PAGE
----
Wednesday, July 13, 2011
‘Sister Wives’ Fear Polygamy Prosecution in Utah - UPDATE
from Utah News, 1 minute ago: Update: The Salt Lake City press conference with the Brown family attorney has just ended. The Brown family did not attend; attorney Jonathan Turley said they were in Nevada, where they moved this year after Lehi police started an investigation.
"Now, this family is not like a lot of families in Utah, but it’s not your family. It’s their family," Turley told reporters.Turley posted online a copy of the lawsuit. (See bottom of page for highlights.) The Tribune will update this story again soon.
When the polygamous Brown family steps up to challenge Utah’s bigamy law today, their first challenge may be proving that someone wants to prosecute them.
Kody Brown and his four wives came under investigation by Lehi police last year after the TLC network began airing their reality show "Sister Wives." They responded by moving to Nevada.
But nearly a year after the investigation was announced, no charges have been filed. Ironically, that may be their case’s biggest problem, said Salt Lake City civil rights attorney Brian Barnard.
"The fact that a law is on the books and maybe there might be a prosecution doesn’t necessarily give them standing to bring a legal challenge," he said. "Federal judges are loathe to weigh in on something hypothetical."
It’s something Barnard has run into before, when he represented a woman who wanted to become a second wife in 2004 — the most recent legal challenge to the polygamy ban. She sued when a clerk refused to issue a marriage license, but her claim was thrown out in federal appeals court.
For polygamy advocates who want to see the law changed, there is something of a Catch-22 at work. Utah Attorney General Mark Shurtleff has said he won’t prosecute plural marriages between consenting adult because his office is focused on polygamy-related crimes like underage marriage.
The handful of polygamists that have been charged in recent years, including Juab County’s Tom Green and Rodney Holm, a police officer who belongs to the sect led by Warren Jeffs, have involved underage marriage.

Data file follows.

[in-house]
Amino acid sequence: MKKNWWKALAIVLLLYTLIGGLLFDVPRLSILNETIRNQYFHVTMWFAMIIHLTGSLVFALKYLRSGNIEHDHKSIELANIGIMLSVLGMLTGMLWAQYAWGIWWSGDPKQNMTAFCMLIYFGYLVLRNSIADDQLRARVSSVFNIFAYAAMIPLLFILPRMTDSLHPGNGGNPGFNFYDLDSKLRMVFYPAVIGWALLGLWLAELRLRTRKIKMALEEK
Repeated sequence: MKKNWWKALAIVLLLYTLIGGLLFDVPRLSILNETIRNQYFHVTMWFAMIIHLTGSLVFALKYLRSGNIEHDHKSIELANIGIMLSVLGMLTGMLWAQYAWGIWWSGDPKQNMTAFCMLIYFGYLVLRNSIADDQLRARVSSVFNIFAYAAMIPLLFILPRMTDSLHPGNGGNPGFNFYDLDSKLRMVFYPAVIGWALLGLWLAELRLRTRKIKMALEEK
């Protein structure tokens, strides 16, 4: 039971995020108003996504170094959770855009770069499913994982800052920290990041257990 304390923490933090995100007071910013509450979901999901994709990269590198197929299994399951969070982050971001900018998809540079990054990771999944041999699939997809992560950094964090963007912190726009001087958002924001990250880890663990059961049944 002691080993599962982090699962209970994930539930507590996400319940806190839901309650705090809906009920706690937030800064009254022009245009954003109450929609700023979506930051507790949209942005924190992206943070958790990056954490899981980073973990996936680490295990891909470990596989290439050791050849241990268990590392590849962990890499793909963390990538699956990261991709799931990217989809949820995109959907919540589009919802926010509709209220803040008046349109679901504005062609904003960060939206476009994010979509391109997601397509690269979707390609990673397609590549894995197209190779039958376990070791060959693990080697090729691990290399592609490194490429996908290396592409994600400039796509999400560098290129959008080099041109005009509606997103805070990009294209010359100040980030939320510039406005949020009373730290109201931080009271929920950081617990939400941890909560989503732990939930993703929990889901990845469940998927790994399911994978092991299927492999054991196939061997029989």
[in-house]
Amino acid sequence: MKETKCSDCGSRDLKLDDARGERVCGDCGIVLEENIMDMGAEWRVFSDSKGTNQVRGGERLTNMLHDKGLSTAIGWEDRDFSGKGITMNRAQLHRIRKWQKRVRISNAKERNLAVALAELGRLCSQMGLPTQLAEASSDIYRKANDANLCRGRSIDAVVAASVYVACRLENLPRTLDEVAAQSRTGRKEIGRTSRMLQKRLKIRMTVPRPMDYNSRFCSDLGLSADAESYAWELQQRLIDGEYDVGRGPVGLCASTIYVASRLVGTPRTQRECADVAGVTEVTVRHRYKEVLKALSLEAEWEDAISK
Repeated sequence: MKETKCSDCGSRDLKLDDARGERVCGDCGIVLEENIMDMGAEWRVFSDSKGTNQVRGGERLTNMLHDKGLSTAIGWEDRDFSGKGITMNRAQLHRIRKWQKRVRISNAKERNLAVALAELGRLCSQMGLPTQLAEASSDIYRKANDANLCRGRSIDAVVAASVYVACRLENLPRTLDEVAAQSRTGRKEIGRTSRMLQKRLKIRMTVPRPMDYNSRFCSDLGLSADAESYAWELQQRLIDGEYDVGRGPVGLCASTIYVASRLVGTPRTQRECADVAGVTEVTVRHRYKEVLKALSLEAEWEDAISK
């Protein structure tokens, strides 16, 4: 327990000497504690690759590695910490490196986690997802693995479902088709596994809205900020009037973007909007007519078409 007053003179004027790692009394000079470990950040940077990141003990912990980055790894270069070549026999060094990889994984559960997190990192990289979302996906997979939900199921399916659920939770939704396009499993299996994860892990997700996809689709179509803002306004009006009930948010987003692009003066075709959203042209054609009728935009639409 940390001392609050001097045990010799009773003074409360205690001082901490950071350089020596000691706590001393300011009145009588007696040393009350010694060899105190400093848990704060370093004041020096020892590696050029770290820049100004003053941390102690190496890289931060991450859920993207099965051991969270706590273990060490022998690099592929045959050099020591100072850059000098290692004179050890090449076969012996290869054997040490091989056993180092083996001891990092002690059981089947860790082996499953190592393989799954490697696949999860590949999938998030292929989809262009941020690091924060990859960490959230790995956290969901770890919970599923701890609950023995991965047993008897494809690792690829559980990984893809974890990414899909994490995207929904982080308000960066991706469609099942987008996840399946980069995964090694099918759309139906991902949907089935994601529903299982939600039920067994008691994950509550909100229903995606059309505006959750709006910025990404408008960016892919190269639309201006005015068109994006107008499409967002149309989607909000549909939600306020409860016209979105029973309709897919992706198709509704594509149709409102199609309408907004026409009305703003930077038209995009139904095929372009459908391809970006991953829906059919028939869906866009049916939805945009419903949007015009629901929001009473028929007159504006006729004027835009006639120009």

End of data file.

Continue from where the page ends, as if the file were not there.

So Shurtleff won’t prosecute "clean" polygamy cases. (For his part, Shurtleff said the Brown lawsuit is "a little bit of a PR stunt.")
The Browns will step into this virtual stalemate. They’ve laid their lives out to the glare of reality TV, and their attorney says the police investigation didn’t turn up any evidence of child abuse or underage marriage.
In a Tuesday statement, Kody Brown said his family has struggled with stereotypes and unfair treatment due to their beliefs. But likely before they can lay out the legal case in favor of polygamy, they’re going to have to show a judge that they are truly suffering under the law.
The Browns may ask for "prospective relief," Barnard said, essentially: "Do not criminally charge me for what I do tomorrow."
But Barnard added that whatever the Brown’s do tomorrow, they’re going to be doing in Nevada, not Utah.
At a glance
The Brown lawsuit claims they are at risk of being prosecuted for bigamy and asks a federal judge to place an injunction against the law. The suit says that while they have moved to Nevada, the family “expects” to move back to Utah as well as return here to visit relatives.
The lawsuit also contends polygamous families are discriminated against because their lifestyle is criminalized but not the lifestyle of other couples who are not legally married.
The lawsuit specifies the Browns are only attacking the criminal bigamy statute.
“The Browns have formed a plural family, motivated by their sincere religious beliefs and love for one another,” the lawsuit states. “They have not, however, sought official recognition of any polygamous marriage.”(Source: http://www.sltrib.com/sltrib/news/52182460-78/family-utah-law-turley.html.csp?page=2)